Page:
The new prime minister of UK Boris Johnson has announced a no deal Brexit in October. He made it clear that whether a Brexit deal reached or not with EU before October 2019, the UK will leave European Union. A no deal Brexit could create the conditions for a snap election in UK.
It will be a big gamble for Conservative party. It can backfire as it happened when Theresa May decided to hold snap elections. Her decision was backfired as she failed to increase its seats in the parliament. It was rather labour party who increased its strength in the parliament. So it will be hard decision to make.
The senior leaders of Tory party are seriously considering the option of snap elections in the end of 2019 or earlier 2020. The ruling Tory party leaders also think that Jeremy Corbyn’s presence as a labour leader will help them to secure victory in the snap elections. The possibility of a general election has increased in the recent months.
The UK media has reported that Johnson’s team was keen to get an election in soon amid “fears Mr Corbyn could step down and be replaced by a new leader who is more popular with the public”.
If the Tory party decided to go for a snap election after delivering a no deal Brexit then it might be able to win over the support of Brexit supporters. The people wanted to end the Brexit debate and move forward to face the challenges of it. The Brexit party might be real causality of a snap election.
According to the schedule set out in the Fixed-term Parliaments Act, the next general election should take place on the first Thursday in May in the fifth year of each Parliament, which is 05 May 2022.
However, a general election can be called earlier, if a motion to do so is approved by at least two-thirds of MPs, a so-called “supermajority”.
An election can also be triggered through a vote of no confidence in a government. If the motion passes, MPs have two weeks to try and assemble a new government that can secure the backing of the House. If a confidence vote is not passed within this 14-day period, a general election must follow.
The consensus until recently was that the Tory party would do anything to avoid a general election, with the prospect of submitting their performance to a public vote one that strikes fear into the hearts of many Tory MPs. British Foreign Secretary Jeremy Hunt put it bluntly: “If we attempt a general election before we have delivered Brexit we will be annihilated.”
Attacked by the Brexit Party on the Right and the Liberal Democrats on the Left, we will face extinction,” Hunt warned, adding that any candidate running on the promise of an imminent general election is “offering a prospectus for disaster”.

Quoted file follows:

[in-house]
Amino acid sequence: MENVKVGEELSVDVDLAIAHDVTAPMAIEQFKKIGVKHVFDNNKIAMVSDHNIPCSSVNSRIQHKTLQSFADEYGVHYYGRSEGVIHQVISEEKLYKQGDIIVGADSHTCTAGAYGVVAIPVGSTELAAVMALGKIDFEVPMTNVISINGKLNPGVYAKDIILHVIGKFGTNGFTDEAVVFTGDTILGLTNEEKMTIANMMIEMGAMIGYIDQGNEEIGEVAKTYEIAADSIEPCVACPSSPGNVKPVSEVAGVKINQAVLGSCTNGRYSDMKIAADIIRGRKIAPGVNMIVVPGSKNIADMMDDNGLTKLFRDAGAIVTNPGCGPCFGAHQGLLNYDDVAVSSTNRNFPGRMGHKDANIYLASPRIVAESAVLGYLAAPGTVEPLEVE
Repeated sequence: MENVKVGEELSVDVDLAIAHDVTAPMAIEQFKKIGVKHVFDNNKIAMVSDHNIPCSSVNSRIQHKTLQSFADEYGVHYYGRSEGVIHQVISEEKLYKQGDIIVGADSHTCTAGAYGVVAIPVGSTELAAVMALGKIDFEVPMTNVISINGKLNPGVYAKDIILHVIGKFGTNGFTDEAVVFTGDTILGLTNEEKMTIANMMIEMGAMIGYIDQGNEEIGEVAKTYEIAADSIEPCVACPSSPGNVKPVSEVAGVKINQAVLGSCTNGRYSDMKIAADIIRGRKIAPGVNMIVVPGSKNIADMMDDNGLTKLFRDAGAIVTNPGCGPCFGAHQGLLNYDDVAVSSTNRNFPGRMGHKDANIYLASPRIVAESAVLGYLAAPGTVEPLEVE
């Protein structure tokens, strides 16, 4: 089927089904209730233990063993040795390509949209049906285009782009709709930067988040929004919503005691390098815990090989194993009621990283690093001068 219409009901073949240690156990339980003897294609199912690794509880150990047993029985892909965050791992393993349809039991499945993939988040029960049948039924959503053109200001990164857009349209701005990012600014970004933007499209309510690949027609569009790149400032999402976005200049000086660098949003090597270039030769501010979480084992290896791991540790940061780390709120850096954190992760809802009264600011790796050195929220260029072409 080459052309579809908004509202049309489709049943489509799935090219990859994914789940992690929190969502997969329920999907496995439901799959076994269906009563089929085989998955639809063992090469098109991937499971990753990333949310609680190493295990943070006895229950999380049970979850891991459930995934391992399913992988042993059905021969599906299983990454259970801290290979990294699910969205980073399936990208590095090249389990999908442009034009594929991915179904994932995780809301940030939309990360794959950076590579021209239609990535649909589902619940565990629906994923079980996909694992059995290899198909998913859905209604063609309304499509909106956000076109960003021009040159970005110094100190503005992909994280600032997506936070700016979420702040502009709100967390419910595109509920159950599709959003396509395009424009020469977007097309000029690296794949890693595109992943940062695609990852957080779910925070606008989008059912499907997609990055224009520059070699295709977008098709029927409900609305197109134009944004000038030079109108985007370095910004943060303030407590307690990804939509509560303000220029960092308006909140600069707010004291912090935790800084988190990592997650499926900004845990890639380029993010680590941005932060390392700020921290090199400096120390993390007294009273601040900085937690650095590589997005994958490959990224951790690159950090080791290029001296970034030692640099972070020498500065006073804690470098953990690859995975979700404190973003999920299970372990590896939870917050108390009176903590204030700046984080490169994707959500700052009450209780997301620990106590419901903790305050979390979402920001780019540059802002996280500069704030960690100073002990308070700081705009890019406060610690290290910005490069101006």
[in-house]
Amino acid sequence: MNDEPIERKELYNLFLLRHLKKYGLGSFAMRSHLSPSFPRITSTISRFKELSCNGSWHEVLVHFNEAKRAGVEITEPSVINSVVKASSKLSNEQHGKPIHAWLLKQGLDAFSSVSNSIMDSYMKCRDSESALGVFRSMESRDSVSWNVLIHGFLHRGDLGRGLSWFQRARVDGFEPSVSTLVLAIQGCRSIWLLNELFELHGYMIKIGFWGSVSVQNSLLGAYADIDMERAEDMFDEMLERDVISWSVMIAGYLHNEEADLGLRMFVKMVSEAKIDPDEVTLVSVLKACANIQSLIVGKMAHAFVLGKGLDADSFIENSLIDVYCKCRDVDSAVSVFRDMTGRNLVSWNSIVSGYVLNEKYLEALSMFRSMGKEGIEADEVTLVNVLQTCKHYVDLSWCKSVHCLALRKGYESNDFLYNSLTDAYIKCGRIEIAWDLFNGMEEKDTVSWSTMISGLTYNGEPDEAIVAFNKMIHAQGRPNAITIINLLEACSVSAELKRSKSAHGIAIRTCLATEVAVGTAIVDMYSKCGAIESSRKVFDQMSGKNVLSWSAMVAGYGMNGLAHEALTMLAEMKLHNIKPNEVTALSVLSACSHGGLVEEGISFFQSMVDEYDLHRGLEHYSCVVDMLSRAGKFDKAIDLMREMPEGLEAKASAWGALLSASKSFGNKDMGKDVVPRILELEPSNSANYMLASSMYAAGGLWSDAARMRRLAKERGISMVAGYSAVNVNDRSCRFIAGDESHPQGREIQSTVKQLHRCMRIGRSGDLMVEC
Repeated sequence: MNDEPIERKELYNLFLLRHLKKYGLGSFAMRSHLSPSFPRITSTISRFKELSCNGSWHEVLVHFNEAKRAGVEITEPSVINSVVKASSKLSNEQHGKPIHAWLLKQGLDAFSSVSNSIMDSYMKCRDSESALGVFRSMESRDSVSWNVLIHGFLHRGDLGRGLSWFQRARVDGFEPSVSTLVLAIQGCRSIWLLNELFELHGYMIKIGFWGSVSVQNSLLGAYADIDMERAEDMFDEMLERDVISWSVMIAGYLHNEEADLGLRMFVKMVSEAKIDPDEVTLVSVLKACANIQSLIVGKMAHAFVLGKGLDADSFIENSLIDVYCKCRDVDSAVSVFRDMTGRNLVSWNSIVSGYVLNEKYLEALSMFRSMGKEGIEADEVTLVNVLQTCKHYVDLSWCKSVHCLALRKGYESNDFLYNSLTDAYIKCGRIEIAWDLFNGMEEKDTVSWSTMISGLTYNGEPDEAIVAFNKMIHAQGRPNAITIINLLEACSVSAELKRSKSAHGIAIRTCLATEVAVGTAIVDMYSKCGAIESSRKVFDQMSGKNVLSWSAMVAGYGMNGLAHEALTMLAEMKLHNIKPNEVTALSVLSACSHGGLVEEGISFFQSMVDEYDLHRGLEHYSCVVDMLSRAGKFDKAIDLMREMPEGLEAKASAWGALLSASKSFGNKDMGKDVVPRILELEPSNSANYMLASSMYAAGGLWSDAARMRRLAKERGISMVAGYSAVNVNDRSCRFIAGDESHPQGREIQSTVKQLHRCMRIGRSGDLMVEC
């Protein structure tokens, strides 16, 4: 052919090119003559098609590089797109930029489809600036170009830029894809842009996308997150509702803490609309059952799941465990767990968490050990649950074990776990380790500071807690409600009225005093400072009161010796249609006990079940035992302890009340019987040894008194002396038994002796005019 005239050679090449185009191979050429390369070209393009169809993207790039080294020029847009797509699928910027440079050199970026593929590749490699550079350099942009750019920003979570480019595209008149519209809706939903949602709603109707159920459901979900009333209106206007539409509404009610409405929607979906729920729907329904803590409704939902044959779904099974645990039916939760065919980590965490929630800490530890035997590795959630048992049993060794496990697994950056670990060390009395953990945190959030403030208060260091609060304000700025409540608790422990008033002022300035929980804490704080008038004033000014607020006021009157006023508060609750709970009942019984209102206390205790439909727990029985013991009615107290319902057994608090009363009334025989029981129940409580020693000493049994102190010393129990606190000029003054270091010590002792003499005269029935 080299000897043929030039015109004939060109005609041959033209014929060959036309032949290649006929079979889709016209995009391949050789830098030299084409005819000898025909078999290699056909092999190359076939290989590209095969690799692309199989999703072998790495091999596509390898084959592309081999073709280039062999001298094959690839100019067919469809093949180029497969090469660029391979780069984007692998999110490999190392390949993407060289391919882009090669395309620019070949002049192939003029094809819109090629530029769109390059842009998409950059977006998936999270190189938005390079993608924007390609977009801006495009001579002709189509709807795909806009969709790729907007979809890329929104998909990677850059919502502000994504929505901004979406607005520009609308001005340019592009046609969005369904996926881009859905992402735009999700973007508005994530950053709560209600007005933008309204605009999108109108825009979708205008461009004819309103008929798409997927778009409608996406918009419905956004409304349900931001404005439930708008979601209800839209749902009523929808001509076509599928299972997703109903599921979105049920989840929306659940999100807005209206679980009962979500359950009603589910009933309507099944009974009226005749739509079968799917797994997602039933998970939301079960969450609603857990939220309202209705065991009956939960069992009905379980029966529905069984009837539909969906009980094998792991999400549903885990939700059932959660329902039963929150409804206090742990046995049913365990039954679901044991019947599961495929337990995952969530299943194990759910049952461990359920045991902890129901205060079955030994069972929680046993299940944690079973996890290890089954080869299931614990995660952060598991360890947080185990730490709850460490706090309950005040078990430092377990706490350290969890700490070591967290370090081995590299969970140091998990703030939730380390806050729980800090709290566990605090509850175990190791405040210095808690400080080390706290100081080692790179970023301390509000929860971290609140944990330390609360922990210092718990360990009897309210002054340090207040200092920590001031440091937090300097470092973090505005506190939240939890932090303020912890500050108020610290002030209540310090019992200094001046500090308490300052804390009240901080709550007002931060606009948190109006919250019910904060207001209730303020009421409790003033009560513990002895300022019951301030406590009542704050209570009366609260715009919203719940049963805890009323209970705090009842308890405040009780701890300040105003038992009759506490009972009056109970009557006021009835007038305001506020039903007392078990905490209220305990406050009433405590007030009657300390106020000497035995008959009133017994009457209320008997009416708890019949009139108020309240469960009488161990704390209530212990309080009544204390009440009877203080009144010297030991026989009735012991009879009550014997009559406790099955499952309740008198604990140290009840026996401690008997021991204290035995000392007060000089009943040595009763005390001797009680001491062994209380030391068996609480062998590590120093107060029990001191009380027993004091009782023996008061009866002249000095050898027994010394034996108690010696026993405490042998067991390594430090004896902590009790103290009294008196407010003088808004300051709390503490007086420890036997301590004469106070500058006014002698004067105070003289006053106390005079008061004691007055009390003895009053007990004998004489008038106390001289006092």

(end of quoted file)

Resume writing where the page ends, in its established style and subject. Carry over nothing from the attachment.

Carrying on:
Many commentators believe senior Tories would rather put up with a restless electorate than face the very real possibility of wipeout at the polls if an election is called before Britain’s departure from the EU.
There will also be pressure on Johnson to seek a new mandate from the wider electorate.
Johnson himself complained about Gordon Brown’s lack of “mandate from the British people” when he replaced Tony Blair as Labour PM in 2007. He described the transition as a “scandal” and “nothing less than a palace coup”. However, this was a decade before Theresa May gambled on a snap general election and lost her majority.
The labour party is already denuding a snap election. The labour wanted elections before the Brexit. But Tory party is not in favour of a snap election before the Brexit.
According to the latest surveys and polls, both Labour and Tories will not be able to win simple majority to form its own government. The Labour Party has a slight edge over Conservative party at the moment. The two parties are still neck and neck as they were last year, but now enjoy a much smaller proportion of support. The Brexit Party and Liberal Democrats are in a much stronger position since the European elections earlier this year. Both parties surged in the polls recently. It reflects the sharp divide that exists in the British society at the moment. Liberal Democrats are staunch pro-EU but on the other hand, Brexit party is staunch anti-EU. Both parties enjoying support in the respective constituencies.
Both parties hold an uncompromising position on Brexit, and their support comes almost exclusively from those on one side or other of the Brexit debate. Both parties will need partners to form the government. The Labour will need the support of SNP and Tory party might need Liberal democrats or Brexit party.
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